• Gadgeteer Geniuses: The D'ni. Aside from the Art, they're also notable for their remarkable engineering skills.
    • God Is Inept: Poorly written linking books result in this.
    • Good Is Not Soft: This trope could have been named for Atrus.
    • Guide Dang It: A huge chunk of any game in this series becomes this relatively quickly. Made a bit more tolerable by the narrative tone that the official guides take, serving as the voice of the protagonist as he writes a journal of the occurrences.
      • The animal puzzle in Riven. Even if you've figured out the two or three layers of puzzle that spans the entire game map to know which animals you're looking for (one of which Gehn broke and you have to figure out via other means), the primitive cave pictograms on the stones where you ultimately enter them in don't depict them all that well.
      • The puzzles in Uru: Path of the Shell revolve around waiting for long periods of time, 14 minutes for almost all of them to be precise. The only hint to this is Bible-style references written on the walls, referenced in books in Relto which force you to count each individual line, which require you to know D'ni math to figure out what 625 units of their time is in normal minutes.
    • Heel Face Turn: Veovis, ro'Eh ro'Dan, Achenar. Perhaps Shomat, as well.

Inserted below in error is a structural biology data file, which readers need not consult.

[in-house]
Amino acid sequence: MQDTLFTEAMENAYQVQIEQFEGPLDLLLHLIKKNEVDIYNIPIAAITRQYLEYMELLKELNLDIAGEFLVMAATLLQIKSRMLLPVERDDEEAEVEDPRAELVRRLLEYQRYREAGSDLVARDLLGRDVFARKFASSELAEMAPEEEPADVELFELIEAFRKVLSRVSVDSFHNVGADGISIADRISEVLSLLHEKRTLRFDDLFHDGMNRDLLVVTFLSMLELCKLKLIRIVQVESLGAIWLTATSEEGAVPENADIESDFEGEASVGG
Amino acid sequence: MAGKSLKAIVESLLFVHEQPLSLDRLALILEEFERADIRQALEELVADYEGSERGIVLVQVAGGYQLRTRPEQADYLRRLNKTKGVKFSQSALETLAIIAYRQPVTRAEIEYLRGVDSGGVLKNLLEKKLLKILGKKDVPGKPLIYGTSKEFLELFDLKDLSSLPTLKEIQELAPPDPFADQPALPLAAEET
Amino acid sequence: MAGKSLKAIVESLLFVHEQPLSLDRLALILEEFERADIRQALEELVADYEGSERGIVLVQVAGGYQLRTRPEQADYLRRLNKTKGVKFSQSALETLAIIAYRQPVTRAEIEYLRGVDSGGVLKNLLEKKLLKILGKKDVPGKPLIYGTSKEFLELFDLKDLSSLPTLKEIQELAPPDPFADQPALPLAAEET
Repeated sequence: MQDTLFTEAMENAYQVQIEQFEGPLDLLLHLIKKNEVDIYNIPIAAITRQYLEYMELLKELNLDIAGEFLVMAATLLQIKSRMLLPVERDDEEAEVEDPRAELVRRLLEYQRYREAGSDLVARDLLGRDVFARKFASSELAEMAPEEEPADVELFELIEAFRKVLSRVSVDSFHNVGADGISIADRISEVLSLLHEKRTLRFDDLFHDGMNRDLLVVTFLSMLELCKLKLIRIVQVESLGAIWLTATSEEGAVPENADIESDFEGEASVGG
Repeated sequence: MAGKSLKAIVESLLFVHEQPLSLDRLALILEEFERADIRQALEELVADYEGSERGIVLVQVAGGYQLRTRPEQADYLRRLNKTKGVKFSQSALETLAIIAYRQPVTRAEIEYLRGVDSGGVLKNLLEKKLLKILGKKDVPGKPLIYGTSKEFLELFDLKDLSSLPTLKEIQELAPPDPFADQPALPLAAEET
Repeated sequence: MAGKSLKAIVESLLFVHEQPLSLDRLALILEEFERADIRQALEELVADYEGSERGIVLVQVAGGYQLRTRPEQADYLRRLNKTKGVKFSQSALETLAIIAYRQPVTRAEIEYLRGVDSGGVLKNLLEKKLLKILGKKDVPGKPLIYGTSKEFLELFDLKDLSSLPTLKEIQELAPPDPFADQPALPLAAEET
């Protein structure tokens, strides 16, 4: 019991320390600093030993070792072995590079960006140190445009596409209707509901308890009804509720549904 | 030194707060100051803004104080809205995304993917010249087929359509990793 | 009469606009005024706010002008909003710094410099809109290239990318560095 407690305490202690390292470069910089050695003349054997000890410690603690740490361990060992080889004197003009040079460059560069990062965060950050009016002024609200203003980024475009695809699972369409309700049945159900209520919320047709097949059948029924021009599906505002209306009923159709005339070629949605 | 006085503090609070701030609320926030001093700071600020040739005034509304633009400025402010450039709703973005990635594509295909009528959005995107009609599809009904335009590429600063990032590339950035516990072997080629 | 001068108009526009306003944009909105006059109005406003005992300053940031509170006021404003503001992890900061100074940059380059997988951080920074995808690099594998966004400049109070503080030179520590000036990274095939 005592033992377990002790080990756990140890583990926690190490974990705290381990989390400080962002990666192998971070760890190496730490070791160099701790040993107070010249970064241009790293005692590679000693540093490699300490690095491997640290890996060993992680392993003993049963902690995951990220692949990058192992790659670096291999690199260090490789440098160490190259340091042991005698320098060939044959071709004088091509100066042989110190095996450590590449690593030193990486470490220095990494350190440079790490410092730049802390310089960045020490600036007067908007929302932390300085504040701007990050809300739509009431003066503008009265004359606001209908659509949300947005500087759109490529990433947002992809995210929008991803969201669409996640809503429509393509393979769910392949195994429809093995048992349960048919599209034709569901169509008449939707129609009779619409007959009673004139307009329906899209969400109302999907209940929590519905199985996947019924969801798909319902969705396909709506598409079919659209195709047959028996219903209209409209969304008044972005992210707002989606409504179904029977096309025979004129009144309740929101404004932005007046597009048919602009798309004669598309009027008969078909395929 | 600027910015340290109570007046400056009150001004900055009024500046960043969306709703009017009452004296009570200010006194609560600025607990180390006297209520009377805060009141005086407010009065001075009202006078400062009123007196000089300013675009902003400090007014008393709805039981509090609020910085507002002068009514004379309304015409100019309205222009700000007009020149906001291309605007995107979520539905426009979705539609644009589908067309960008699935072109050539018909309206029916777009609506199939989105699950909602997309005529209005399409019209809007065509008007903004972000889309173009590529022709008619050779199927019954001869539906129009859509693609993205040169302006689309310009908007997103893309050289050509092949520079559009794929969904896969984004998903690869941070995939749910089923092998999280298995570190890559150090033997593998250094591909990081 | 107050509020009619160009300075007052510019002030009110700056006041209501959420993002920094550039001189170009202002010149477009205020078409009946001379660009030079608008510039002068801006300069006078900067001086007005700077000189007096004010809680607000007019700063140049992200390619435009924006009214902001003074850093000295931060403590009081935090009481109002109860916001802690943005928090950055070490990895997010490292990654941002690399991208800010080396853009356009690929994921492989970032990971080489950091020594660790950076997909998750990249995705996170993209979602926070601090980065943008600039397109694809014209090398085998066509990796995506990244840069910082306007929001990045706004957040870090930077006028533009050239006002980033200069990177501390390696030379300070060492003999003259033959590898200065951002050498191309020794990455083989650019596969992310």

• Heel Faith Turn: If Shomat did, in fact, do a Heel Face Turn, this is how.
    • Hot Mom: Catherine.
    • Human Aliens: Well, the D'ni aren't space aliens, but they don't originate from this universe. Several of the D'ni-written worlds include effectively human--or rather, D'ni-- inhabitants, though the D'ni largely didn't consider them equals to themselves (and yes, Earth is an Age, with its own descriptive book and everything).
      • If the civilizations on Riven (though its people now reside on Tay), Narayan and Serenia have taught us anything, it's that most civilizations in this series are Human Aliens.
    • I Did What I Had to Do: There are a few. Gehn in Riven, Esher in Myst V, Sirrus in Myst IV.
    • Insurmountable Waist-Height Fence: Especially in Uru to block off unfinished areas, but examples of places that seem like they should be accessible but are not abound throughout the entire series. A notable exception is in Riven, where you can simply crawl under a locked gate.
    • Irony: D'ni, the age where Atrus was trapped in the first game, is actually Earth, the very place the player is trying to return to.
    • It's a Wonderful Failure:
      • Myst: go to D'ni without the white page (a type of Unwinnable situation), or bring all of the pages to either brother so you get trapped in the book yourself.
      • Riven: forget to rescue Catherine (cue Downer Ending), open the fissure before trapping Gehn (Gehn escapes and kills you and Atrus), trap yourself in the prison book (if you do it in the Rebel Age, they burn the book), etc.